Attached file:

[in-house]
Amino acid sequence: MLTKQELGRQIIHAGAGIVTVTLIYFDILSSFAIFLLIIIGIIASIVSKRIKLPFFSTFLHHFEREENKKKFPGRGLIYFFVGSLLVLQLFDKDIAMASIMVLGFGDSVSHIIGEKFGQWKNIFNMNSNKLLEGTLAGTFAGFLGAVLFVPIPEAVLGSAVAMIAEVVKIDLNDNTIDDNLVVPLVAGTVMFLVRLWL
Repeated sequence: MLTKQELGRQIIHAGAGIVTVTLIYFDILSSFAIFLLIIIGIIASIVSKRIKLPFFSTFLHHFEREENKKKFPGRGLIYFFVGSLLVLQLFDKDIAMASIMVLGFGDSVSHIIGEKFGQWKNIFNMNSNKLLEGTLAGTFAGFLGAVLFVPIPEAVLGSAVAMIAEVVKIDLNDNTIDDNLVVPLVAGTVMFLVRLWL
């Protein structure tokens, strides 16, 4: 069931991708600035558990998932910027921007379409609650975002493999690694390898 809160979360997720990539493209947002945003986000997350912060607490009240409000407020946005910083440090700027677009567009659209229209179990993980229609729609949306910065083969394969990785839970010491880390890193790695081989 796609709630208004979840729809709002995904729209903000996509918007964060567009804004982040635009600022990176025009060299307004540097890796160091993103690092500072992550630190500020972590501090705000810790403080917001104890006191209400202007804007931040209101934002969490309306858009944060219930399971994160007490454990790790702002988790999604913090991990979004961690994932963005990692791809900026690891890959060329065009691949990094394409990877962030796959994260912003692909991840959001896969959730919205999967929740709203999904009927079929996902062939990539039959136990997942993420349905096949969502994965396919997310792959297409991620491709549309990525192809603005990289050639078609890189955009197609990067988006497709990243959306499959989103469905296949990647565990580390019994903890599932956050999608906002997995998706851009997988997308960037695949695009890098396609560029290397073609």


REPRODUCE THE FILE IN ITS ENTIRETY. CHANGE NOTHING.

[in-house]
Amino acid sequence: MLTKQELGRQIIHAGAGIVTVTLIYFDILSSFAIFLLIIIGIIASIVSKRIKLPFFSTFLHHFEREENKKKFPGRGLIYFFVGSLLVLQLFDKDIAMASIMVLGFGDSVSHIIGEKFGQWKNIFNMNSNKLLEGTLAGTFAGFLGAVLFVPIPEAVLGSAVAMIAEVVKIDLNDNTIDDNLVVPLVAGTVMFLVRLWL
Repeated sequence: MLTKQELGRQIIHAGAGIVTVTLIYFDILSSFAIFLLIIIGIIASIVSKRIKLPFFSTFLHHFEREENKKKFPGRGLIYFFVGSLLVLQLFDKDIAMASIMVLGFGDSVSHIIGEKFGQWKNIFNMNSNKLLEGTLAGTFAGFLGAVLFVPIPEAVLGSAVAMIAEVVKIDLNDNTIDDNLVVPLVAGTVMFLVRLWL
């Protein structure tokens, strides 16, 4: 069931991708600035558990998932910027921007379409609650975002493999690694390898 809160979360997720990539493209947002945003986000997350912060607490009240409000407020946005910083440090700027677009567009659209229209179990993980229609729609949306910065083969394969990785839970010491880390890193790695081989 796609709630208004979840729809709002995904729209903000996509918007964060567009804004982040635009600022990176025009060299307004540097890796160091993103690092500072992550630190500020972590501090705000810790403080917001104890006191209400202007804007931040209101934002969490309306858009944060219930399971994160007490454990790790702002988790999604913090991990979004961690994932963005990692791809900026690891890959060329065009691949990094394409990877962030796959994260912003692909991840959001896969959730919205999967929740709203999904009927079929996902062939990539039959136990997942993420349905096949969502994965396919997310792959297409991620491709549309990525192809603005990289050639078609890189955009197609990067988006497709990243959306499959989103469905296949990647565990580390019994903890599932956050999608906002997995998706851009997988997308960037695949695009890098396609560029290397073609």